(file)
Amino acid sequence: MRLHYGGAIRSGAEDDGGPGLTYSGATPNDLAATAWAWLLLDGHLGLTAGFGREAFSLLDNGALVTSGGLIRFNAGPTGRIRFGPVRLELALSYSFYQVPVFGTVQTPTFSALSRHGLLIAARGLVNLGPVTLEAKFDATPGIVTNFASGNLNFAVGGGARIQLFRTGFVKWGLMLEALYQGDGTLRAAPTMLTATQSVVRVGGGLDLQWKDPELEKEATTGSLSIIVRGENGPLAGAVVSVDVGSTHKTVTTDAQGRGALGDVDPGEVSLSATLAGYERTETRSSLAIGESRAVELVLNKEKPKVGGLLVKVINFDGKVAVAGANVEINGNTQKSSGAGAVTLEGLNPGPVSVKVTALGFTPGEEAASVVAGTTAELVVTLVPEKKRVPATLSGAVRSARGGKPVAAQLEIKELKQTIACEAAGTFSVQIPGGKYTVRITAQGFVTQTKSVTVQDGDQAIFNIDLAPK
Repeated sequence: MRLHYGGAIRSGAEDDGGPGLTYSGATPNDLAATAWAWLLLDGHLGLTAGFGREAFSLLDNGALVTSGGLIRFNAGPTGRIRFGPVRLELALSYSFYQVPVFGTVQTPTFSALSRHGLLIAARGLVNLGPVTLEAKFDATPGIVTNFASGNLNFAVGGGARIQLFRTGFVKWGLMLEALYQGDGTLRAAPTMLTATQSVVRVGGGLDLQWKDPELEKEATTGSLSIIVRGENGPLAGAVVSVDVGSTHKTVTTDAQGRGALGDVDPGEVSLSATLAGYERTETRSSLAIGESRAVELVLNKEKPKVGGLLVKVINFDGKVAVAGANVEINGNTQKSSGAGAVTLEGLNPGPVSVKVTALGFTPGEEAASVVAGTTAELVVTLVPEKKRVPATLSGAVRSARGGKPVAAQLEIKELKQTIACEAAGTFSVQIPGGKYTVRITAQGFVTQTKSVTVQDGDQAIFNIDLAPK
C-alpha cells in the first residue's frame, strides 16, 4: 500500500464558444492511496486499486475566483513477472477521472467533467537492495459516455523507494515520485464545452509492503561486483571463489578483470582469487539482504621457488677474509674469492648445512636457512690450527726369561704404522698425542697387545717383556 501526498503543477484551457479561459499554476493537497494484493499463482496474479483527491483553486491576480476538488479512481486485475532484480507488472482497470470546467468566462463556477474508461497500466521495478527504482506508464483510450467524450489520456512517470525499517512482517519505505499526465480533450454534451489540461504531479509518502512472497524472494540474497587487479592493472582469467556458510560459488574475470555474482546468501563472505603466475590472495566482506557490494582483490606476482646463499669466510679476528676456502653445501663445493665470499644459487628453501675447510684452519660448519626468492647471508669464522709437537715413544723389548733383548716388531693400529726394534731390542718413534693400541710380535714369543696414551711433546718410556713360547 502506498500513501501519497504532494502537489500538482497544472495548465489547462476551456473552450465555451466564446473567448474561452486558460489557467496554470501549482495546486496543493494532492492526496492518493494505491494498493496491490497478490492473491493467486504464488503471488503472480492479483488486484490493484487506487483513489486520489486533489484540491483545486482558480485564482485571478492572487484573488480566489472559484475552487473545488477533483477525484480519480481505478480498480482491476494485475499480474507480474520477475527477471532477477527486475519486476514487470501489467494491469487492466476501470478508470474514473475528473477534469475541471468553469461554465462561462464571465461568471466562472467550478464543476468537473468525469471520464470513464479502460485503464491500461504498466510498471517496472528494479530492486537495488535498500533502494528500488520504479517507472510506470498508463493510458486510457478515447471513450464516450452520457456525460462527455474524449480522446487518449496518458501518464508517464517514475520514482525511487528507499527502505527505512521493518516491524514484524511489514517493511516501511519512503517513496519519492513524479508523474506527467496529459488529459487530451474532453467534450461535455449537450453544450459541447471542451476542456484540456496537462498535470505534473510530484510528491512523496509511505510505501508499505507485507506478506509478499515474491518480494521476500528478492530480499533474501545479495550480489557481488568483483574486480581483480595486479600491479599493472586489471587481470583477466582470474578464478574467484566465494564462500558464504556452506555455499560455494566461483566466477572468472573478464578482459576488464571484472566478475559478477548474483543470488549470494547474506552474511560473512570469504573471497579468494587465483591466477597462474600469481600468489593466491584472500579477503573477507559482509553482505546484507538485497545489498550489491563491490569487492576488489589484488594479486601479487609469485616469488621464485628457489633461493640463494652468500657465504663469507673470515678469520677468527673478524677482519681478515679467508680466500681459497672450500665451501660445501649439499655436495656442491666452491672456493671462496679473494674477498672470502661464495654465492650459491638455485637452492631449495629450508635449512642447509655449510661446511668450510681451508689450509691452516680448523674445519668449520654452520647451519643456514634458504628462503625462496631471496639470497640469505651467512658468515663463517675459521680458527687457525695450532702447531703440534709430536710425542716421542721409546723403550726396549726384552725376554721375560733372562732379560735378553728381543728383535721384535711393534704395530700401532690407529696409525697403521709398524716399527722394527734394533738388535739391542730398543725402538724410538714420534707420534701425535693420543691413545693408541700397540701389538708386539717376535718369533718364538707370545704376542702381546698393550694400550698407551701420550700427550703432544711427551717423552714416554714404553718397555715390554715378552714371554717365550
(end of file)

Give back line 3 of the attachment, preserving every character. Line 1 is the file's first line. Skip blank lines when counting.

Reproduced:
C-alpha cells in the first residue's frame, strides 16, 4: 500500500464558444492511496486499486475566483513477472477521472467533467537492495459516455523507494515520485464545452509492503561486483571463489578483470582469487539482504621457488677474509674469492648445512636457512690450527726369561704404522698425542697387545717383556 501526498503543477484551457479561459499554476493537497494484493499463482496474479483527491483553486491576480476538488479512481486485475532484480507488472482497470470546467468566462463556477474508461497500466521495478527504482506508464483510450467524450489520456512517470525499517512482517519505505499526465480533450454534451489540461504531479509518502512472497524472494540474497587487479592493472582469467556458510560459488574475470555474482546468501563472505603466475590472495566482506557490494582483490606476482646463499669466510679476528676456502653445501663445493665470499644459487628453501675447510684452519660448519626468492647471508669464522709437537715413544723389548733383548716388531693400529726394534731390542718413534693400541710380535714369543696414551711433546718410556713360547 502506498500513501501519497504532494502537489500538482497544472495548465489547462476551456473552450465555451466564446473567448474561452486558460489557467496554470501549482495546486496543493494532492492526496492518493494505491494498493496491490497478490492473491493467486504464488503471488503472480492479483488486484490493484487506487483513489486520489486533489484540491483545486482558480485564482485571478492572487484573488480566489472559484475552487473545488477533483477525484480519480481505478480498480482491476494485475499480474507480474520477475527477471532477477527486475519486476514487470501489467494491469487492466476501470478508470474514473475528473477534469475541471468553469461554465462561462464571465461568471466562472467550478464543476468537473468525469471520464470513464479502460485503464491500461504498466510498471517496472528494479530492486537495488535498500533502494528500488520504479517507472510506470498508463493510458486510457478515447471513450464516450452520457456525460462527455474524449480522446487518449496518458501518464508517464517514475520514482525511487528507499527502505527505512521493518516491524514484524511489514517493511516501511519512503517513496519519492513524479508523474506527467496529459488529459487530451474532453467534450461535455449537450453544450459541447471542451476542456484540456496537462498535470505534473510530484510528491512523496509511505510505501508499505507485507506478506509478499515474491518480494521476500528478492530480499533474501545479495550480489557481488568483483574486480581483480595486479600491479599493472586489471587481470583477466582470474578464478574467484566465494564462500558464504556452506555455499560455494566461483566466477572468472573478464578482459576488464571484472566478475559478477548474483543470488549470494547474506552474511560473512570469504573471497579468494587465483591466477597462474600469481600468489593466491584472500579477503573477507559482509553482505546484507538485497545489498550489491563491490569487492576488489589484488594479486601479487609469485616469488621464485628457489633461493640463494652468500657465504663469507673470515678469520677468527673478524677482519681478515679467508680466500681459497672450500665451501660445501649439499655436495656442491666452491672456493671462496679473494674477498672470502661464495654465492650459491638455485637452492631449495629450508635449512642447509655449510661446511668450510681451508689450509691452516680448523674445519668449520654452520647451519643456514634458504628462503625462496631471496639470497640469505651467512658468515663463517675459521680458527687457525695450532702447531703440534709430536710425542716421542721409546723403550726396549726384552725376554721375560733372562732379560735378553728381543728383535721384535711393534704395530700401532690407529696409525697403521709398524716399527722394527734394533738388535739391542730398543725402538724410538714420534707420534701425535693420543691413545693408541700397540701389538708386539717376535718369533718364538707370545704376542702381546698393550694400550698407551701420550700427550703432544711427551717423552714416554714404553718397555715390554715378552714371554717365550